Desert of Pharan

Ahmed Mater

Desert of Pharan is an ongoing project that documents the rapid development of Islam’s holiest city. The title is taken from the ancient name for Makkah (Mecca), or the wilderness and mountains surrounding it, which is Faran or Pharan, referring to the Desert of Pharan mentioned in the Old Testament.
Desert of Pharan / Room with a View focuses on the tension between public and private space in Islamic cities. While Makkah is home to more than a million residents, it is being transformed to cater to the needs of millions more pilgrims and tourists. Existing models of urban development have been implemented on a vast scale. Equipped with imported financial and development know-how, Makkah is attempting a transformation in order to adapt to the geopolitical, technological, environmental, geomorphological and religious context in which it exists.
In the city of Makkah, a new future is being drawn up. Its contours are becoming visible amidst a landscape teeming with initiatives – from the most public to the most private – aimed at developing and reinventing seemingly fixed rituals, states and assumptions; culminating, perhaps, in the re-imagining of life at the center of the Islamic world.
Makkah is a source. Makkah is shaped by its own narrative which can be traced back to the time of Abraham, and at the same time it releases increasingly significant effects as the global Muslim population grows and becomes more connected. Amid a rapidly changing economic landscape, Makkah is re-examining its situation with regard both to itself and the world beyond.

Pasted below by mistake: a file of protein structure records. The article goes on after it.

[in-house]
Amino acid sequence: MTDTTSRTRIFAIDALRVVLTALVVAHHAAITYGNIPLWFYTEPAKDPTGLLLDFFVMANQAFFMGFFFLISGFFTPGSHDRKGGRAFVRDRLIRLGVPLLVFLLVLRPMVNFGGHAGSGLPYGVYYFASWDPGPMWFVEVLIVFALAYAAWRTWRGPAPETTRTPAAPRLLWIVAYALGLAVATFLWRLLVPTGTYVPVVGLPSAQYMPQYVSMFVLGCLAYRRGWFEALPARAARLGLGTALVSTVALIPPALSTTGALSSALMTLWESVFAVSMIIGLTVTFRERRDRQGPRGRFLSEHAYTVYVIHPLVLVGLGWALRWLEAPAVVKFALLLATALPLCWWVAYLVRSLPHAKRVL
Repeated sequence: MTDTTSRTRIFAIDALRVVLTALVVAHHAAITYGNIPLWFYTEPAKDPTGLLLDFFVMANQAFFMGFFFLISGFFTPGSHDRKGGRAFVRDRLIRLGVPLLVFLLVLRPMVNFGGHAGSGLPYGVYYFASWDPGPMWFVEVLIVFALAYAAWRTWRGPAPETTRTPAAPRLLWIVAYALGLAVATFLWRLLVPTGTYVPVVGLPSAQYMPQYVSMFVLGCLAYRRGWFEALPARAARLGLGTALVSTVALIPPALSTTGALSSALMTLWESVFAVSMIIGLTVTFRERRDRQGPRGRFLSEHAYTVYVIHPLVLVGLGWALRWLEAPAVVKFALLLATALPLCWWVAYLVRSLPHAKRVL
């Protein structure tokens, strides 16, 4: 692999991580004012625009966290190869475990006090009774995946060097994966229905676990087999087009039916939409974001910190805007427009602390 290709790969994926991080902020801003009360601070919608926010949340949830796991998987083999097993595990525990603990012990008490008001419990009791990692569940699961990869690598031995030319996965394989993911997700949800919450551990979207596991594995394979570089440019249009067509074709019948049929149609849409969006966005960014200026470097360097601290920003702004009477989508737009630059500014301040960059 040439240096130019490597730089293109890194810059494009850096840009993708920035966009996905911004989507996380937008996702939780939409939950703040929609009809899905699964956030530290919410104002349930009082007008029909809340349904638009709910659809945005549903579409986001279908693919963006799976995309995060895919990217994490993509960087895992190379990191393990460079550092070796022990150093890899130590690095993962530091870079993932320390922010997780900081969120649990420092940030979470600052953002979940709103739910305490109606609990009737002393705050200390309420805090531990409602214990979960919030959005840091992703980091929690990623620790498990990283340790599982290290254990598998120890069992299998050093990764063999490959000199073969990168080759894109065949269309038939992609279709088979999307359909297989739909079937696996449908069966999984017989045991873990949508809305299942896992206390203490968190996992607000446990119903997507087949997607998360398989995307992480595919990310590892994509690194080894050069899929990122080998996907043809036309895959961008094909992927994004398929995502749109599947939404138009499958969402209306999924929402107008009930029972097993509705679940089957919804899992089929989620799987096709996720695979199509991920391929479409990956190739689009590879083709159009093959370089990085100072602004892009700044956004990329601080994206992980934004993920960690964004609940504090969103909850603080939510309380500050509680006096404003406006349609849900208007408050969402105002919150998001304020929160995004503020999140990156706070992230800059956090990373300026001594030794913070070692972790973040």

In Saudi Arabia today, contemporary models of urban development based on imported developmental know-how have become the starting point for a host of proposed new cities. For the most part, each will be constructed on a social and historical tabula rasa. Makkah presents an alternative dialogue between plan and reality. Like few other 21st century cities, it is rooted in a complex and highly emotive context in terms of its historical, geopolitical and religious symbolism. It is both one of the most visited places on earth and one of the most exclusive, and yet it is in flux, it moves, grows and invents itself again.
In between the mega-developments the public space is squeezed, and the surroundings of Islam’s most important mosque privatized. As public space disappears under pressure of real estate speculation, security measures and collective neglect, the price of private access to it increases: a view of the Haram al Sharif, the public courtyard surrounding the Kaaba, can push the price of a hotel room to 3,000 USD a night.
This work asks: Is public space in the Islamic city becoming a luxury item? Is the courtyard becoming a commercial fiction?